Morlock said a number of fringe candidates were looking to challenge Clinton in Arizona.

“There were a candidates like the Hemp Lady and the Idaho accountant who knew exactly how to balance the budget who were supposed to be on that one,” he told Arizona Mirror. “(Lyndon) LaRouche was his main competition that year.”

Clinton won 96 percent of the vote.

Many Trump critics, especially Democrats, have accused the state GOP of essentially subverting democracy in favor of an unpopular president by scrapping their 2020 presidential preference election, an argument that ignores the history of such elections in Arizona. And most incumbent presidents, no matter how popular within their parties, have random people challenge them for re-nomination.

Republican political consultant Constantin Querard noted on Twitter that Bush in 2004 faced a challenge from Bill Wyatt, a t-shirt maker who switched from Democrat to Republican in protest of Democrats who supported the Iraq War. Wyatt made it onto the Republican primary ballot in several states, and was on the Democratic ballot in Arizona. 

Querard also noted that Obama faced a slew of challenges for the Democratic nomination in 2012, including a Texas prison inmate named Keith Judd who got 41 percent of the vote in West Virginia and attorney John Wolfe, Jr., who got 42 percent in Arkansas. Among Obama’s more colorful challengers, whom Arizonans were unable to vote for, was a performance artist named Vermin Supreme, who became known for wearing a boot on his head.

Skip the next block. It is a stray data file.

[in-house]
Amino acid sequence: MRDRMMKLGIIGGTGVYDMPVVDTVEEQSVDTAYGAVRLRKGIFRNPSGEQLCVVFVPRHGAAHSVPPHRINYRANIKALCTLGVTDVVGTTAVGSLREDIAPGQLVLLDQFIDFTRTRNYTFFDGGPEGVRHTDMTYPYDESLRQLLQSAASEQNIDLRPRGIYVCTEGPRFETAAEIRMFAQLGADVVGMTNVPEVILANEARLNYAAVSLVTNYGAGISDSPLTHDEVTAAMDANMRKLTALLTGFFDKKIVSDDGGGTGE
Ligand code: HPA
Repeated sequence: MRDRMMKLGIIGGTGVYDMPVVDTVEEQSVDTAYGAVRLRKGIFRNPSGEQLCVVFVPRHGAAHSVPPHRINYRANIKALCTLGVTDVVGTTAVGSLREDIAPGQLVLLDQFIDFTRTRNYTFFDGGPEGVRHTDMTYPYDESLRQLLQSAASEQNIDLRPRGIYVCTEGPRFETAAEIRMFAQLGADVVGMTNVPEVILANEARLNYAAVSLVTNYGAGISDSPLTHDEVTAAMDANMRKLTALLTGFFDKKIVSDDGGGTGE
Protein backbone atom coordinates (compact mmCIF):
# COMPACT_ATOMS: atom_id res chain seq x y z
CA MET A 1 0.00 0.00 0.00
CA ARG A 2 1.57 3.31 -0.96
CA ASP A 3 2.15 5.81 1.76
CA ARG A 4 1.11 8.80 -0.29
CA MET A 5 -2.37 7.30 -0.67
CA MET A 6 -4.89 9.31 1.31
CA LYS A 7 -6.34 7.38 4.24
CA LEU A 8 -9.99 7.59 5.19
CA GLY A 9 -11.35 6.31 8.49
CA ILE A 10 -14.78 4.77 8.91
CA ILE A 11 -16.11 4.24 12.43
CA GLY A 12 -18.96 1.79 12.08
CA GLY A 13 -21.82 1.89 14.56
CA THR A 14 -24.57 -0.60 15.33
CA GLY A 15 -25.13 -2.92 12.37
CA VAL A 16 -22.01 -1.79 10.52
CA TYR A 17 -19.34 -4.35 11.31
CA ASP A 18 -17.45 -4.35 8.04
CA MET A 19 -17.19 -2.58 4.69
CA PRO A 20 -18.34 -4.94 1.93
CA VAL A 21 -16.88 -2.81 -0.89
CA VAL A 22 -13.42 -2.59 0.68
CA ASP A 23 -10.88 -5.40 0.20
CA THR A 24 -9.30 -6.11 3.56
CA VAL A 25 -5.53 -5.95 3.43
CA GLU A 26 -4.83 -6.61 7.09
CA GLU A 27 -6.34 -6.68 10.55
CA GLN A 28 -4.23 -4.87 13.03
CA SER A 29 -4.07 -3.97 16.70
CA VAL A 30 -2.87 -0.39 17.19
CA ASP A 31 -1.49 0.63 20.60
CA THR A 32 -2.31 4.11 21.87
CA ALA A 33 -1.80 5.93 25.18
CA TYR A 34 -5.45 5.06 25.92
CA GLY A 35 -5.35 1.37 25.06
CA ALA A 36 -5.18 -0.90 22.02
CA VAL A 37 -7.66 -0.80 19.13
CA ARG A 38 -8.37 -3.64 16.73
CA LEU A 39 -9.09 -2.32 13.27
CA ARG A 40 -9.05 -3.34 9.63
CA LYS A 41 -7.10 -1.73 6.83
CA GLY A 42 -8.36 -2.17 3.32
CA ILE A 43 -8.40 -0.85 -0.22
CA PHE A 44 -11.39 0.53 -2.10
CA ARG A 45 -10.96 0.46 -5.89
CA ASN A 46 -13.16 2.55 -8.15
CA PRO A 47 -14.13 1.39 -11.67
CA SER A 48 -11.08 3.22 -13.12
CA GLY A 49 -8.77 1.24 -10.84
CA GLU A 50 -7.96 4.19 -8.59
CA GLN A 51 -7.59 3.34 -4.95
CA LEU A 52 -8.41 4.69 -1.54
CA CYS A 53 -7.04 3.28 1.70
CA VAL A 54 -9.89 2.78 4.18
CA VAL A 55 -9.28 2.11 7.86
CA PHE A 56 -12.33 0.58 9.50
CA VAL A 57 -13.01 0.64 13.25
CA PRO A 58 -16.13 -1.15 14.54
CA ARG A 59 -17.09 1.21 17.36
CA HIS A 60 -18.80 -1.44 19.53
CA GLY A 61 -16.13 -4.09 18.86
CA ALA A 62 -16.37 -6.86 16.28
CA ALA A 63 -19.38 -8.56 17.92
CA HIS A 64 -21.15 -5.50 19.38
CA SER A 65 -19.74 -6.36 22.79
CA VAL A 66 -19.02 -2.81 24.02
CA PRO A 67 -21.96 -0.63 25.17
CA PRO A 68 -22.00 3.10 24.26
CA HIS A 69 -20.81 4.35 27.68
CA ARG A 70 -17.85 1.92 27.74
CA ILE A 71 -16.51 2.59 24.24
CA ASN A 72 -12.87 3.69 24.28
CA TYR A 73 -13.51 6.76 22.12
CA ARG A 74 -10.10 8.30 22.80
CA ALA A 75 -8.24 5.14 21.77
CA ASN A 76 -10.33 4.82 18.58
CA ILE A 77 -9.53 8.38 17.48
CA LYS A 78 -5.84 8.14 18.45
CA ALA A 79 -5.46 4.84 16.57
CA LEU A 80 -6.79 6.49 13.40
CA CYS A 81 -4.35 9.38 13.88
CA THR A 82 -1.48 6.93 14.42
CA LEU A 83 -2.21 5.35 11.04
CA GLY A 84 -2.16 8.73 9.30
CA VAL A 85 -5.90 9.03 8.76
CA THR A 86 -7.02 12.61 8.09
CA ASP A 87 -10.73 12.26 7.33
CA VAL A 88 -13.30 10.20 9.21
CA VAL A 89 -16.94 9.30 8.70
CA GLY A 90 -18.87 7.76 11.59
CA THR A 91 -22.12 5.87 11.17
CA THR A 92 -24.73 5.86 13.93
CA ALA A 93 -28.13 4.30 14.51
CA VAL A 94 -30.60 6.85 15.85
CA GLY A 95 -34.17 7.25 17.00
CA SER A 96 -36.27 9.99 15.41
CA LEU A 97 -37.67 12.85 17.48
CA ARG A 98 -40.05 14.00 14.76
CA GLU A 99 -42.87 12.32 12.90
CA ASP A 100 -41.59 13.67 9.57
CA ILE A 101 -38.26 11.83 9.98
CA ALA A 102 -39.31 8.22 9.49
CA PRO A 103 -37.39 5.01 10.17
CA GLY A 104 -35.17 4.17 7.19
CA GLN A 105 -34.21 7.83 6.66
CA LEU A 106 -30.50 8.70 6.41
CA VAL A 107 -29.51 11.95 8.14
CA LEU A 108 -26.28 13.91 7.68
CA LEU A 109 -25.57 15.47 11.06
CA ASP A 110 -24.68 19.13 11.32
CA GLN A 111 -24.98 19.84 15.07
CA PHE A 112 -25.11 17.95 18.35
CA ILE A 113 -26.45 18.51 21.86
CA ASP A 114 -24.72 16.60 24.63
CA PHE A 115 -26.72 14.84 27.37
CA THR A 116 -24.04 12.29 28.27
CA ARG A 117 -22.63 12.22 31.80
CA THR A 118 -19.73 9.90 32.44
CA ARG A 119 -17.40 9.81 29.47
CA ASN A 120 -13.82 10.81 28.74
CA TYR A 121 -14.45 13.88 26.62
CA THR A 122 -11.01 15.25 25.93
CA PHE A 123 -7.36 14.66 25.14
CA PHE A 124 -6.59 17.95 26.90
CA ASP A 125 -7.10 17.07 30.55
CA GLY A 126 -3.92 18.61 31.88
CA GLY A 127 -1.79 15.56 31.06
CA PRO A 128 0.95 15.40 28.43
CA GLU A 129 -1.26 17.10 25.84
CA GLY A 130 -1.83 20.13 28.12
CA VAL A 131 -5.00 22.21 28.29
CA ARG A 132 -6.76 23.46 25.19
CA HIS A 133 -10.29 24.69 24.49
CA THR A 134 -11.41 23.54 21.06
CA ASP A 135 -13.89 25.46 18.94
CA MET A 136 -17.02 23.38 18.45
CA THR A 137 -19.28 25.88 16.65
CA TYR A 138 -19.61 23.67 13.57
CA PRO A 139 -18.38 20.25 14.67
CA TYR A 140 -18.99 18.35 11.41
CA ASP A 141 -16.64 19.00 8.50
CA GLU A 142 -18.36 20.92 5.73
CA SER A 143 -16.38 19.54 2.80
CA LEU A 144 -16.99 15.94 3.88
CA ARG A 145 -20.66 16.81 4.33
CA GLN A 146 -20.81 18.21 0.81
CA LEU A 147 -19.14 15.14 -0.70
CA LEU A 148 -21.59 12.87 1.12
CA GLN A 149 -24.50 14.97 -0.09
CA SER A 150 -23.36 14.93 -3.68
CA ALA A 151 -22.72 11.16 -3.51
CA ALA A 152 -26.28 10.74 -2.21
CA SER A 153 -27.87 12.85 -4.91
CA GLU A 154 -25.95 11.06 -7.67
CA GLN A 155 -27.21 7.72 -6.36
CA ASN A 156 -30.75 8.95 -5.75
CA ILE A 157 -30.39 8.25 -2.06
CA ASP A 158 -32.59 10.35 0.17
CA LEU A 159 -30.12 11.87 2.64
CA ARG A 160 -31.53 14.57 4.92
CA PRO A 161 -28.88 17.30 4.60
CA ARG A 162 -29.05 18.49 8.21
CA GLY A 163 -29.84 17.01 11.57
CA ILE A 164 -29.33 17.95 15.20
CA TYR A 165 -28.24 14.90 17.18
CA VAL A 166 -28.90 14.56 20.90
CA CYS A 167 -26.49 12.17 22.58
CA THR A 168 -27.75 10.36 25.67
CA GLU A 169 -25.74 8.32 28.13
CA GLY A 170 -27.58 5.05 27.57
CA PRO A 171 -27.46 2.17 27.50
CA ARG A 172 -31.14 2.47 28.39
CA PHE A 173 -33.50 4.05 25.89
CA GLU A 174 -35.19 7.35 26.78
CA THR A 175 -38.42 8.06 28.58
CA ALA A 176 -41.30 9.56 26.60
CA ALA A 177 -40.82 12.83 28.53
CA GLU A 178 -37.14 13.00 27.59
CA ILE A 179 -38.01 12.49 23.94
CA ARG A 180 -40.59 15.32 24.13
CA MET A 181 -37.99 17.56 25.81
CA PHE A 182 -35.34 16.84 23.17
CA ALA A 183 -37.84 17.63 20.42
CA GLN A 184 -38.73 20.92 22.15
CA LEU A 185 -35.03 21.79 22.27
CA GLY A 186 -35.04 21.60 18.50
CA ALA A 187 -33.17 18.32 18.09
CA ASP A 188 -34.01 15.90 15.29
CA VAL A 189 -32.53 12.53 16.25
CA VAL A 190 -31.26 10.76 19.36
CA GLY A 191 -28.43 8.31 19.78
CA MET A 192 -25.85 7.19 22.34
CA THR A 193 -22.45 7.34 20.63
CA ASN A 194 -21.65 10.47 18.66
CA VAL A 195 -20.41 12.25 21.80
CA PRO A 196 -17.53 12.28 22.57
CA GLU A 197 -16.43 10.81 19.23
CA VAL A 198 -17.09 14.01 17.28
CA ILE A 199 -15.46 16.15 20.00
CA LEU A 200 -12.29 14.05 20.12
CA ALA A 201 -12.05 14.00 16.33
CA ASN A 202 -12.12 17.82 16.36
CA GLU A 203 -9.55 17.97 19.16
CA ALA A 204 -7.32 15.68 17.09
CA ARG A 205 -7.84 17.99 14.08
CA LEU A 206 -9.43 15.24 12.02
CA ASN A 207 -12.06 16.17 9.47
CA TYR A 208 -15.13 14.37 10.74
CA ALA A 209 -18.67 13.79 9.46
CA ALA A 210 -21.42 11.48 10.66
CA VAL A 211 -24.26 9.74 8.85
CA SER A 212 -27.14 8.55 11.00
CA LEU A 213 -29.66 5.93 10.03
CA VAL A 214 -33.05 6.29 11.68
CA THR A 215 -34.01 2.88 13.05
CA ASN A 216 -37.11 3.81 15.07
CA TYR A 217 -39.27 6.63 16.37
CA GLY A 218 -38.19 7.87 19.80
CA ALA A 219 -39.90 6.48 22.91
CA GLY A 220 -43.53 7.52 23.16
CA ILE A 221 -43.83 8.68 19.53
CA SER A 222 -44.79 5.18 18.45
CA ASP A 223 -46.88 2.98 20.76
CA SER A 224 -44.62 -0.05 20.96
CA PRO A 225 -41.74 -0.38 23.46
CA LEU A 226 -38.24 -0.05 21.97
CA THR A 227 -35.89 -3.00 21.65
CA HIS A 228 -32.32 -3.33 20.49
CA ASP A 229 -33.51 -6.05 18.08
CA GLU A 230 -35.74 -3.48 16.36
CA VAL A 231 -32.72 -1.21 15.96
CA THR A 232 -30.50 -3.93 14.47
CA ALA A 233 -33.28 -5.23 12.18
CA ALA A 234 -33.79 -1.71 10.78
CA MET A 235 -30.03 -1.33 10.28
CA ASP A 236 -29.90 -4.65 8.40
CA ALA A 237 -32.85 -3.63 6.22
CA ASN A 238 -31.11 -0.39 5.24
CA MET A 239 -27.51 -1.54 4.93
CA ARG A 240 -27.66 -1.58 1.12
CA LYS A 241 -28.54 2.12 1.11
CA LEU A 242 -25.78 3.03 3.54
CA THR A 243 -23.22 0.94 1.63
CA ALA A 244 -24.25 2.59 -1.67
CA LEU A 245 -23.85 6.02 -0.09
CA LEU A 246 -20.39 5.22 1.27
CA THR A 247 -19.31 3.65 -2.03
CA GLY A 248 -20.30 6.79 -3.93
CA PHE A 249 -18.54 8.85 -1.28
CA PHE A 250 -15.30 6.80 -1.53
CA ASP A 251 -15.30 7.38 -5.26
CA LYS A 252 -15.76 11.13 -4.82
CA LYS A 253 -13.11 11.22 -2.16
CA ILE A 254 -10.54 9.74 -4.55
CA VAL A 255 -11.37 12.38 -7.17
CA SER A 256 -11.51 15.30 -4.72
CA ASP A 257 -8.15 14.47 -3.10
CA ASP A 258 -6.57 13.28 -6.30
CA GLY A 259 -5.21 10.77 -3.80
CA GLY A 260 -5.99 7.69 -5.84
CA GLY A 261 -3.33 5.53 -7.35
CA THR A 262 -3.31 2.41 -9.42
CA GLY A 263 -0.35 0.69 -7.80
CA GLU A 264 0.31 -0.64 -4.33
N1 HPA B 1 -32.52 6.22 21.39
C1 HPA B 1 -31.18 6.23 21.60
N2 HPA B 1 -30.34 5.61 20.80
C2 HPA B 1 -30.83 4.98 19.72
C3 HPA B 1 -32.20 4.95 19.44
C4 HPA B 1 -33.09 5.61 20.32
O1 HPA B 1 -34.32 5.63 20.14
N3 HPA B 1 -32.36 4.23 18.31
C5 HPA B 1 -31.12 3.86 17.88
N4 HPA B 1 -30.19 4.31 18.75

On the other hand, no incumbent president since Arizona began holding presidential primaries has faced as much opposition as Trump from within his party. Rather than the assortment of random challengers who ran against presidents like Bush and Obama, Trump is challenged by former Massachusetts Gov. Bill Weld, radio host and former Illinois Congressman Bill Walsh, and former South Carolina governor and congressman Mark Sanford. 

None seems likely to be more than an irritant to Trump, but they represent a higher caliber of intraparty challenger than most incumbent presidents see in their re-election bids.


Correction: The initial version of this story misidentified the news organization Blake Morlock worked for in 1996.


  1. Jeremy, Don’t faint. Thank you for giving the only in-state factual report of this tempest in a teapot created by the AZ Republic , Howie Fischer , et al.

  2. Cancelling the presidential preference election seems a great move, and as noted in the article, is consistent with past actions by both major parties. It does, however, clearly conflict with the law as given in the Arizona Revised Statutes (A.R.S.). Specifically, A.R.S. 16-241, Paragraph A, states “A presidential preference election shall be held on the Tuesday immediately following March 15 of each year in which the President of the United States is elected to give qualified electors the opportunity to express their preference for the presidential candidate of the political party indicated as their preference by the record of their registration. No other election may appear on the same ballot as the presidential preference election.” There’s no provision to opt out. A case could be made that as long as any party participates, the requirement of this paragraph has been met. But what if all parties opted out? Then what? The solution seems self evident: the legislators need to change this paragraph to reflect reality, and presidential preference elections should be made optional.